From January, when I had my baby, up until June, life had been moving fast. The days were rushing through a broken dam. Every week felt like a couple of days and every month felt like a week. I won’t check the math, but you get it. Social media was doing what it does to our days, stuffing loads of information down the proverbial drain, clogging it intermittently, the disposal grinding in fits of futility. Information overload.


I’d been thinking about leaving social media constantly. But it’s hard to take the plunge. It promises you will miss everything. The pregnancies. The ladies' church events. The engagements, the moves, the babies, the jobs. The thought of disconnecting feels impossible. And then you do. And life sails on smoother than ever. Someone says, “did you hear So-And-So is pregnant?” And you might say, “yeah!” because you talked to them in person. Otherwise, you might say, “Oh my gosh, no!” and gush with that person about how excited you are for them. The information comes in consumable amounts – amounts that you can retain, because there is little enough of it, that you remember who said what and when. I started feeling like a person again.

So, when I logged back on last night and scrolled for a while, it felt like slamming a Five Guy’s burger and fries after two months of garden greens. Bleh. Heavy. I deleted the apps again and didn’t feel burdened to get back on.


Lore Wilbert has been writing recently about the pull writers feel to have an online presence. (I know this because when I left social media, I started reading her Substack. I curated a list of writers whose words I still wanted to read, social media or no social media.) In one of her latest posts, she links to another article written about a certain plagiarism debacle. Around and above and beside plagiarism, the author writes of the kind of problems that undergird these massive ones. She writes,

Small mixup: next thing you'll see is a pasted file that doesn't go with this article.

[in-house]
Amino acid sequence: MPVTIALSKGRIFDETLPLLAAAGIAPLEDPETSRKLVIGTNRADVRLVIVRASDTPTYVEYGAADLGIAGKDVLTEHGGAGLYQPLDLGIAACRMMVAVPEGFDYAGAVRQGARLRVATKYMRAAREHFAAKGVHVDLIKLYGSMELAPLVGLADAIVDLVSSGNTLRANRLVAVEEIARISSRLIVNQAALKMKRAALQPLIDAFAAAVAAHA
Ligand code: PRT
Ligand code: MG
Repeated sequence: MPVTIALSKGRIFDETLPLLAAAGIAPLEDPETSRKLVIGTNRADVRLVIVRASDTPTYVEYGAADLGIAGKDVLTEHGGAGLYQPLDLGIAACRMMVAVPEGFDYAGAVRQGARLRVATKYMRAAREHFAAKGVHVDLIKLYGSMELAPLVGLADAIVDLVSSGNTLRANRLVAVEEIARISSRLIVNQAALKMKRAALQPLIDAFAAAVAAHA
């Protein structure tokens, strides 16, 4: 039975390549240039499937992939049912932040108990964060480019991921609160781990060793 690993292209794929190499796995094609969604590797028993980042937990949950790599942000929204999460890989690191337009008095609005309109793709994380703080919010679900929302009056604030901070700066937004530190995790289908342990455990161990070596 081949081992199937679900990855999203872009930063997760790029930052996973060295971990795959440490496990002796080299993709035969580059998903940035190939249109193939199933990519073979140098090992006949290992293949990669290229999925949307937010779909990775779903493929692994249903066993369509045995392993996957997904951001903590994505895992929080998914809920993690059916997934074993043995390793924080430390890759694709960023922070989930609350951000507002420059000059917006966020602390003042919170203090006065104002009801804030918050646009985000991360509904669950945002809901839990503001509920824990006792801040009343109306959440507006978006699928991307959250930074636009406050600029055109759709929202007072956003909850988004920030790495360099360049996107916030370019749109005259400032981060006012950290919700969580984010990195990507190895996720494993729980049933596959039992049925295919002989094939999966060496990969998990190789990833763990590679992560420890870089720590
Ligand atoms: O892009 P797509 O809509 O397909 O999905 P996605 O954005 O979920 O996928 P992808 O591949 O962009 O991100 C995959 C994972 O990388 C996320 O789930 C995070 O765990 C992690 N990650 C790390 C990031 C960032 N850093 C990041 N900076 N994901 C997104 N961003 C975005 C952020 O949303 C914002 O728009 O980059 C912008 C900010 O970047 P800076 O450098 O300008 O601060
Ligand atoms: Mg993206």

“Plagiarism is a shortcut, but there are many kinds of shortcuts. This story happens to be a very public and clear-cut example of how confusing the creative work and the business can completely invert your priorities, but I cannot tell you how many people I’ve met who want a ton of advice about publishing even before they’ve finished a single draft of a novel, or even started one. They want to be published more than they want to write, or sit with what they write. Or revise, or research, or return to the page. Or read.”


This has been much of my experience, online. I love writing, but that pull to be published easily takes precedence over the curation of meaningful words. The pull to have a name, which apparently few people have, or we wouldn’t be clawing after it. I am drowned in this feeling when I am on social media. I read other writers’ poems and prose – good stuff, definitely – and feel like the post I haven’t written yet, or even thought about writing yet, is already late. Good writing cannot take place in such conditions. Not faithful writing. At least not for me. And then, after a post is written, I hunger after likes and shares and comments because this is the stuff publishers eat up (and my ego, too).


Today I turned twenty-nine. I feel old, but I know I am not. Even with only these-many years, time has started to feel invaluable. Seasons transient. The idea that I will be a “young” author is passed. And this may be an opportunity (and not just the maudlin ruminations of an almost-thirty-year-old). Now, and not tomorrow or next month or in a few years, is the time to mean something when I write, and to do it quietly, among the rushes.


When I logged back onto social media, I felt no compulsion to click into almost any of the billion notifications that were waiting for me. Most of them were meaningless. And, conversely, it was humbling to know that nothing was begging me to come back. Social media does not need me, and I’m not so sure that I need it, even when it comes to the publishing game. (Who knows? I don’t know. But people are saying we need another way, and I am with them.)


So, am I leaving or staying? I’m not totally sure. But I don’t want social media, and that feels like a very good start for today. I like being here, in this blogosphere, in this quiet space. I read a writer’s bio, who is not on social media, a while back, and it said, “she sometimes writes in secret.” And I like that. Very, very much.